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Department of Infectious Disease

Hepatitis: Over Time And Now

Posted On: Dec 29, 2019

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Man has never been free of disease.  Since time immemorial the history of mankind has been studded with the coming of diseases, one after the other.  Documents from the past have it that even though we were able to fight off most of them, they did leave behind some major scars upon the texture of our existence.  We were able to push through and totally eradicate certain diseases while some came along but never left.  With the evolution that followed within the wires of our everyday lifestyles and the fabric of social changes, some diseases found better ways to stay on and propagate multiple entry and exit routes within individuals and finally emerged as the most formidable challenge we’ve had to face along the journey of our very survival. Many such diseases have made a significant mark throughout the world and shattered societies at a go like Ebola, Plague, AIDS: Hepatitis being a certain one amongst them. The history of Hepatitis dates back to as early as the beginning of medicine.

“Hepatitis (plural hepatitides) is a medical condition defined by the inflammation of the liver and characterized by the presence of inflammatory cells in the tissue of the organ,”- the Wikipedia page on Hepatitis opens up thus! Hepatitis is also defied as a group of infectious diseases caused by the virus that specifically target and attack the liver. Of late there are six different kinds of Hepatitis conditions that have come into our notice, namely Hepatitis A, B, C, D, E and G and it is also a very well fact that all of these can create acute conditions for the host body except for Hepatitis G. Amongst these the most important cases of Hepatitis that comes up are Hepatitis A, B and C and particularly the most common, hence the deadliest certainly are Hepatitis B and C.


What actually goes on in the liver when Hepatitis strikes is similar to the effects caused by alcohol within the largest organ present in our body. When the Hepatitis virus hits the liver, the virus mostly causes it to be inflamed. Lymphocytes, a group of cells mechanised to fight of this attack is quickly summoned for action, which end up hurting the liver even more. The liver being assaulted by this vicious attack of the virus and the reaction of the natural defense apparatus  now goes through something called fibrosis and it is when this scaring of the liver gets to the extreme, the flow of blood about the organ gets more lethargic and finally causes cirrhosis wherein the blood begins to back up and leak into the other organs.  The fundamental functions that the liver performs for the everyday functioning of  the body like the production of proteins and the regulating of the fat nutrients  and the control over the derivation and the excretion of cholesterol becomes a tardy  task over time and the condition of the host undergoing the Hepatitis syndrome deescalates to a case of hopelessness.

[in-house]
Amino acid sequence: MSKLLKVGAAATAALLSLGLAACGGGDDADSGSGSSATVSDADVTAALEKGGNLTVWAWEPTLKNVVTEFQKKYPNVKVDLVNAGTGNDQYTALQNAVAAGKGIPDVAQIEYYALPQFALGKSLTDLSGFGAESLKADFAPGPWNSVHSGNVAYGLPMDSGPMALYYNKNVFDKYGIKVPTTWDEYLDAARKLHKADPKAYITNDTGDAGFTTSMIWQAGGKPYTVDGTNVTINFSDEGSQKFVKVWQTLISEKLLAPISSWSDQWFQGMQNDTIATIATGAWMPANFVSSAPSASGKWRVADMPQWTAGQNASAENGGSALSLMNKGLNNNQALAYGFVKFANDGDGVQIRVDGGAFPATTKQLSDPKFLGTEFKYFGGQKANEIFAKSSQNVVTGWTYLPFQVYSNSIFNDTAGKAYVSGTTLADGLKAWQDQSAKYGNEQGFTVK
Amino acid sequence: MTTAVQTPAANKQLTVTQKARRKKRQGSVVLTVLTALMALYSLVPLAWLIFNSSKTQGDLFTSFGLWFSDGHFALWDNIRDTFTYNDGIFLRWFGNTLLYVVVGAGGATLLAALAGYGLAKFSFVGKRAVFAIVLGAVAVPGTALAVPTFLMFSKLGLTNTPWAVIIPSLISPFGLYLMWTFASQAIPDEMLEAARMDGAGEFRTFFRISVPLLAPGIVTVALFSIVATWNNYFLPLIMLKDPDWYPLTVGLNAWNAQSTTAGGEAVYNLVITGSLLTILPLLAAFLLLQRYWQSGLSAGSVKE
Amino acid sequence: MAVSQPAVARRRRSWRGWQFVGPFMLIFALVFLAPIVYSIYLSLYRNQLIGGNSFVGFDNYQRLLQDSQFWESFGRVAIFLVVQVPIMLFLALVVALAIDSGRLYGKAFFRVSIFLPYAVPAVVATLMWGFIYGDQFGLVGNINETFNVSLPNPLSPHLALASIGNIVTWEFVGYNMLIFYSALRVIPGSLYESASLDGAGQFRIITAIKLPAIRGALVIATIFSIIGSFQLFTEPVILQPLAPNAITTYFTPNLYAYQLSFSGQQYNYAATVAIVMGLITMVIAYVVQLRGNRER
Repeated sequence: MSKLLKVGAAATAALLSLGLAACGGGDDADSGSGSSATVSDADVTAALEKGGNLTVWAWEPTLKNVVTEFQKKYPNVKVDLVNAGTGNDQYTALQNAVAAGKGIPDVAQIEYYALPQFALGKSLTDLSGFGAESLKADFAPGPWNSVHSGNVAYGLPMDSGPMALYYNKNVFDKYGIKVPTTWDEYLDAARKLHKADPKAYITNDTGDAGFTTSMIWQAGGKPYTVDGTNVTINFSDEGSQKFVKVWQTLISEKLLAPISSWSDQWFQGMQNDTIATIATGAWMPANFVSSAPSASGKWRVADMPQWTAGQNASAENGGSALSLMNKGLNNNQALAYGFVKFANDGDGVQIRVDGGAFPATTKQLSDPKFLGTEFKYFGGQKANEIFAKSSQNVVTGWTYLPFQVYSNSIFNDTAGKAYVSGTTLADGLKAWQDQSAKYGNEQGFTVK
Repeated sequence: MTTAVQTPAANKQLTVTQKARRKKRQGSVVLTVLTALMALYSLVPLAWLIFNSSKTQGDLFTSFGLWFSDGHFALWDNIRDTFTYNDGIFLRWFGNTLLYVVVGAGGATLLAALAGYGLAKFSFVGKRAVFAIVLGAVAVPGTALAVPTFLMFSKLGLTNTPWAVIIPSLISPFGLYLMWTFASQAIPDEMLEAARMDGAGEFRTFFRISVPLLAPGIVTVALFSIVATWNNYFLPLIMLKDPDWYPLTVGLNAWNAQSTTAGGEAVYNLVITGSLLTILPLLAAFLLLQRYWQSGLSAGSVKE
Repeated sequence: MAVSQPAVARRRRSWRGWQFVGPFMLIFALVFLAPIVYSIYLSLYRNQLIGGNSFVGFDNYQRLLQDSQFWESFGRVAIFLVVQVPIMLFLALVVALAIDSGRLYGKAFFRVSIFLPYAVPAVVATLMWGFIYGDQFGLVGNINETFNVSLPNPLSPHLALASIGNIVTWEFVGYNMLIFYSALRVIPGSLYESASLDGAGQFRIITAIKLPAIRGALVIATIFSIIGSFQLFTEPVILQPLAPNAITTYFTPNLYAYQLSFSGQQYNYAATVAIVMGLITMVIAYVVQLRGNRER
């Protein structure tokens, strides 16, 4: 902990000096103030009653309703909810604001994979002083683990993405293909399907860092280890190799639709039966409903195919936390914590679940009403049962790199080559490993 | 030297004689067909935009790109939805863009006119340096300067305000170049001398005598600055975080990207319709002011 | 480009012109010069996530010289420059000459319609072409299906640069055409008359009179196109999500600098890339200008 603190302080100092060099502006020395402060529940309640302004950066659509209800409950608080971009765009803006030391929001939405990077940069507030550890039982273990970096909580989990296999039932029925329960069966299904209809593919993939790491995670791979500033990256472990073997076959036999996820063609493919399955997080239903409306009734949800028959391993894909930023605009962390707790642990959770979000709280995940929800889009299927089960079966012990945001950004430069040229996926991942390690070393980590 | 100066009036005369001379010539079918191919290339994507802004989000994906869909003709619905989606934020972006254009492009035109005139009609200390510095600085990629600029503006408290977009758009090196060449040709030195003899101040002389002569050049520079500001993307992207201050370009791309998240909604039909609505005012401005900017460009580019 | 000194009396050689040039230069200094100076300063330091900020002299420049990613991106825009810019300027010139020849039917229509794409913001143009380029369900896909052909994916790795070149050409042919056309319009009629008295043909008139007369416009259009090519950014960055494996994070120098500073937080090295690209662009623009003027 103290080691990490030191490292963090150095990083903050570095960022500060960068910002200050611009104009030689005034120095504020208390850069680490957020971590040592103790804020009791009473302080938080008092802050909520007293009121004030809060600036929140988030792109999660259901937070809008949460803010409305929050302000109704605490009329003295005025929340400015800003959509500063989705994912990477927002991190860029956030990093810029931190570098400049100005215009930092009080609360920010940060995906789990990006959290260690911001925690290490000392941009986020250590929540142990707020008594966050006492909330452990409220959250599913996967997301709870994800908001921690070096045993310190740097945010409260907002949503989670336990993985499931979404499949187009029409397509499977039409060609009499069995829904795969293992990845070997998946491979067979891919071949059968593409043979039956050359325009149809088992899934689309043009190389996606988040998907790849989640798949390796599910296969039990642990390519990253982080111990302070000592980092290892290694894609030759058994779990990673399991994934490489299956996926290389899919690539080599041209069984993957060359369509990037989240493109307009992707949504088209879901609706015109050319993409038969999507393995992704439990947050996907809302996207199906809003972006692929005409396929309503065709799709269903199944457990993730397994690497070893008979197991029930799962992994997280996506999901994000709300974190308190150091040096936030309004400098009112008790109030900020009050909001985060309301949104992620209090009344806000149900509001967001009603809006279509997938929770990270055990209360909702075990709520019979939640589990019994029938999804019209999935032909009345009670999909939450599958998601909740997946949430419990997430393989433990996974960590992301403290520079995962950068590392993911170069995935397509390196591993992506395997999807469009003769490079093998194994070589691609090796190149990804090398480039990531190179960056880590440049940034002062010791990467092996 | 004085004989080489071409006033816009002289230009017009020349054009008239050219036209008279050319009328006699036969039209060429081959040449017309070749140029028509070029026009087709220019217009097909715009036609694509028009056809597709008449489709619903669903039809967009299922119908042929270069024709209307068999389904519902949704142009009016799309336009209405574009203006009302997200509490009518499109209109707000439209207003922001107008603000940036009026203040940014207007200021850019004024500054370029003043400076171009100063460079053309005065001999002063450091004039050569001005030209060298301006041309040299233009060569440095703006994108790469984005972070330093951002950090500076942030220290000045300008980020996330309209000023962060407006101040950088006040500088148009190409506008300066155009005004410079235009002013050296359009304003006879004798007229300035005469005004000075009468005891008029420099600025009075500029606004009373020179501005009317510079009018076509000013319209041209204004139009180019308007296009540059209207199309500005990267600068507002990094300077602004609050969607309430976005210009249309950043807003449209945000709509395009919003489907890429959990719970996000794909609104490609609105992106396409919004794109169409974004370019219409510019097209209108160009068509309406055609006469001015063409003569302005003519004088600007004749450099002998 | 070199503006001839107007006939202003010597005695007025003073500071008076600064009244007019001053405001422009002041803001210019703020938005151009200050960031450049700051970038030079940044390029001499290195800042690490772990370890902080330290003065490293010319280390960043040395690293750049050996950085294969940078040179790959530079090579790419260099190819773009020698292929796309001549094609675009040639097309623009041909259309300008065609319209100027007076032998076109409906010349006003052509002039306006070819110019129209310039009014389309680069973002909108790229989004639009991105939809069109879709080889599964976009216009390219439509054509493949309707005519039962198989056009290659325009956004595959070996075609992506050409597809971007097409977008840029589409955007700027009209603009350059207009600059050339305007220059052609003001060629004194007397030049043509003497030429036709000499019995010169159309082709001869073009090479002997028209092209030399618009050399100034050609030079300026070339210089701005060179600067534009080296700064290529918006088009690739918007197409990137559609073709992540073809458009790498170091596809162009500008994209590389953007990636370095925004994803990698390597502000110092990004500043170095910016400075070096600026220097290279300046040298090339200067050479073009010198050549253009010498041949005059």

One another deadly feature of Hepatitis is that it is highly transmittable from one person to another through a number of modus operandi. This is one disease which can quickly spread like wild fire especially amongst the youth taking into account their natural choice and penchant for a ‘grey’ lifestyle.  In a nut shell Hepatitis virus can travel from one person to another if they:

  • Have sex with an infected person without using special protective tools
  • Share needles (used for injecting drugs) with an infected person
  • Get a tattoo or piercing with tools that were not cleaned well
  • Share personal items like razors or toothbrushes with an infected person
  • Are exposed to the body  fluids expelled by  an infected person

It also has to be duly noted that a mother who has the virus can pass it to her baby during delivery.

Having known what may carry the infectious virus across it is of supreme importance  that we also know  that casual contact such as hugging, kissing, sneezing, coughing, or sharing food or drinks do not result in the Hepatitis virus traveling from a victim to a potential  target.

Another challenge that Hepatitis throws our way is that people with Hepatitis mostly do not know they have it at least initially because the symptoms to the disease are no different to the signs of a common flu. However, the most immediate signals to look out for if in case one does suspect being a case of Hepatitis virus takeover are:

  • Extreme tiredness
  • Mild fever
  • Headache
  • Poor appetite
  • Nausea
  • Constant belly ache
  • Diarrhea or constipation
  • Muscles ache and joint pain.
  • Skin rash.
  • Yellowish eyes and skin

Disease, be it common or rare cannot be ever rated as big or small. There is no such thing as a small disease. Be it an everyday flu or a mild headache, without proper diagnosis and ultimate care, it might turn out to be a serious case which may turn the table around within a moment a two. While the same goes for the diseases that we know and claim to be an immediate threat to life,  in this case Hepatitis, which we may recognise as a fearsome disease but with proper guidance and care even it can be kept at bay, thanks to the marvel of medical science. What needs to be input is a fundamental approach of DOs and DON’Ts and a worked out structure of faith and dedication towards the advice of the professionals and a self applied routine, charted out with the ultimate end of recovery in mind.

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